In 1928, when Carlos Dante's name was known in the music environment, as refrain singer he joined the orchestra of Anselmo Aieta, in which Juan D'Arienzo and Luis Visca, were as well members, as instrumentalists; it had a resounding performance at the Hindú cinema theater placed on Lavalle street. When the contract signed between that orchestra and the above mentioned cinema theater expired, the enterprise Coll y Di Fiore hired the singer Carlos Dante to include him in the debutant and unforgettable orchestra led by Pedro Maffia —that mythological sextet with Vardaro, Pugliese, De Franco— and to allow him to go on with his successful performance on the stage of the cine Hindú.

He made his debut on record as vocalist of the brand-new first orchestra of Juan D'Arienzo —who had not yet adopted the distorted rhythmic style that later launched him into popularity—, by committing to disc a series of versions for the Electra label, whose surviving recordings represent one of the greatest attractions for record collectors today.

And from there to Europe. He traveled to France with Rafael Canaro. Four years in Paris, Madrid, Lisbon, Rome, Athens. Carlitos told us that at the end of his performance, one evening at El Garrón in Montmartre, with Manuel Pizarro's orchestra, a distinguished gentleman approached him, telling him in a correct Spanish: «I listened to you with much attention. You are an excellent tango singer. Never change your way of singing. Tango has to be said, it needs not shouting.»

That distinguished gentleman was the famous baritone of Italian bel canto of all times. His name was Titta Ruffo. And Carlitos Dante achieved a renowned prestige by always singing that way, almost mezza voce, always, throughout the long artistic journey of his prolonged career.

He came back to Buenos Aires and he went on with his activity. He played and recorded discs temporarily with Francisco Canaro. He joined Miguel Caló again, as he had done in the early 1927. Cabarets, radios, records. And suddenly, a prolonged break that seemed definitive. He entered the Yacimientos Petrolíferos Fiscales enterprise under a very favorable contract, with an excellent perspective for an advantageous business career.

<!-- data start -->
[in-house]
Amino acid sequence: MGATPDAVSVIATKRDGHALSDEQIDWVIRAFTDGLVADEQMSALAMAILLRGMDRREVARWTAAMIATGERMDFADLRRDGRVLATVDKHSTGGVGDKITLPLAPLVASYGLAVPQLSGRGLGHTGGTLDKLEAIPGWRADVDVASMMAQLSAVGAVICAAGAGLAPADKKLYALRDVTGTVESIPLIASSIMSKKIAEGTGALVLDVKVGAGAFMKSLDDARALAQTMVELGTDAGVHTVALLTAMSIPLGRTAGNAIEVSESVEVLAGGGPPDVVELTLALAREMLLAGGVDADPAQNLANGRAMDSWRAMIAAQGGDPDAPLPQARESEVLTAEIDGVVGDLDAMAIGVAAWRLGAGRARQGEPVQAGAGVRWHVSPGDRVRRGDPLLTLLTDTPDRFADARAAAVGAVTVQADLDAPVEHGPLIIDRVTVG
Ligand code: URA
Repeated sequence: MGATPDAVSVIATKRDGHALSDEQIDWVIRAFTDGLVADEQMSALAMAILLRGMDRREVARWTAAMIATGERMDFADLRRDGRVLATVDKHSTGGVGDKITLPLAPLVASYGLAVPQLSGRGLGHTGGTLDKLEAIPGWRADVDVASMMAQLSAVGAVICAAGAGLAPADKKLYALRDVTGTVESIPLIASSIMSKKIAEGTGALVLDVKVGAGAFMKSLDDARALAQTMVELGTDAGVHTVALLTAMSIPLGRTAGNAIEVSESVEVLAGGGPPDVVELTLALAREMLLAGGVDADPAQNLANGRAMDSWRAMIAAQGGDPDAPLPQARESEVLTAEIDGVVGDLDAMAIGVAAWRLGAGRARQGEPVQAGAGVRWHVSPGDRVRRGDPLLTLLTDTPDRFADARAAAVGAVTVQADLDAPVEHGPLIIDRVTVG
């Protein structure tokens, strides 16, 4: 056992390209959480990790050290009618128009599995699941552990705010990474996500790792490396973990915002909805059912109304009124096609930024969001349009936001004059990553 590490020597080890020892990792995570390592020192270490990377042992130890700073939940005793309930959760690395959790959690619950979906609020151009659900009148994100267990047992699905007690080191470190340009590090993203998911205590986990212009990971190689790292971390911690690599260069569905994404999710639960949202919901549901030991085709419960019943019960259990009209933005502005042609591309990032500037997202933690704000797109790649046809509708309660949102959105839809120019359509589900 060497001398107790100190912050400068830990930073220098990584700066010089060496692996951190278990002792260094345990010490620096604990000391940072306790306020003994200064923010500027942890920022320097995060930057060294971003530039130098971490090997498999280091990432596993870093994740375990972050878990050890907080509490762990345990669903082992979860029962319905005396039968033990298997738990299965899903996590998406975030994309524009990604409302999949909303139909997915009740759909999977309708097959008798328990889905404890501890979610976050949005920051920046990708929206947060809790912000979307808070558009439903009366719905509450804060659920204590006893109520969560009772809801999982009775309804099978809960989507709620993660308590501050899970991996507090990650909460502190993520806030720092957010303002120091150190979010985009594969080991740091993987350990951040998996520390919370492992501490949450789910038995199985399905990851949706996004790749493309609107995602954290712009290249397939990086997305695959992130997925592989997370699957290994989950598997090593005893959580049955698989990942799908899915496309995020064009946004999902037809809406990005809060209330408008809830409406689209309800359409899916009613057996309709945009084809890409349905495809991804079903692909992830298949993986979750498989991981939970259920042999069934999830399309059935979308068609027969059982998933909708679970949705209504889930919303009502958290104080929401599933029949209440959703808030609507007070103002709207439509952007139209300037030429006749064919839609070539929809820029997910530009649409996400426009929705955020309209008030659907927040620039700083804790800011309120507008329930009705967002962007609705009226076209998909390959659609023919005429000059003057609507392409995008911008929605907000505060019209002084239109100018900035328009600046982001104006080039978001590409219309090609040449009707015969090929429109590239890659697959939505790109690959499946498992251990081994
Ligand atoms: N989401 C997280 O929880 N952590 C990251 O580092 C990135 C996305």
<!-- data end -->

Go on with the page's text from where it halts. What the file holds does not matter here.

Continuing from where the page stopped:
But tango called him again. Carlitos Dante's return to artistic activity took place on October 1, 1944 at the café Marzotto on Corrientes street, with El Colorado De Angelis. He replaced Floreal Ruiz, who, as well, would take the seat left by Fiorentino at Aníbal Troilo's orchestra.

Before that happy comeback to tango, Dante had joined the orchestra of Elvino Vardaro, for the national film Muchacho de la ciudad, singing a complete interpretation of the tango Ciudad. Due to Agustín Irusta's suggestion, he teamed up a duo with Pedro Noda, when the latter split with Agustín Magaldi. And he was launched to consecration with Alfredo De Angelis, as it has already been said. His always remembered big hits were: “La brisa”, “Mocosita”, “Lunes”, “Melenita de oro”, “Ya estamos iguales”, “Soy un arlequín”, “Carnaval”.

Ten years at that unforgettable daily program Glostora Tango Club, broadcasted through Radio El Mundo. Thirteen years with De Angelis: Dante's best years. In 1957, the singer split, to form a duo with Oscar Larroca. The new artistic unit did not last much. Maybe he was tired of so many years of singing tangos as they ought to be sung.

Communication Nº 1086 by the Academia Porteña del Lunfardo.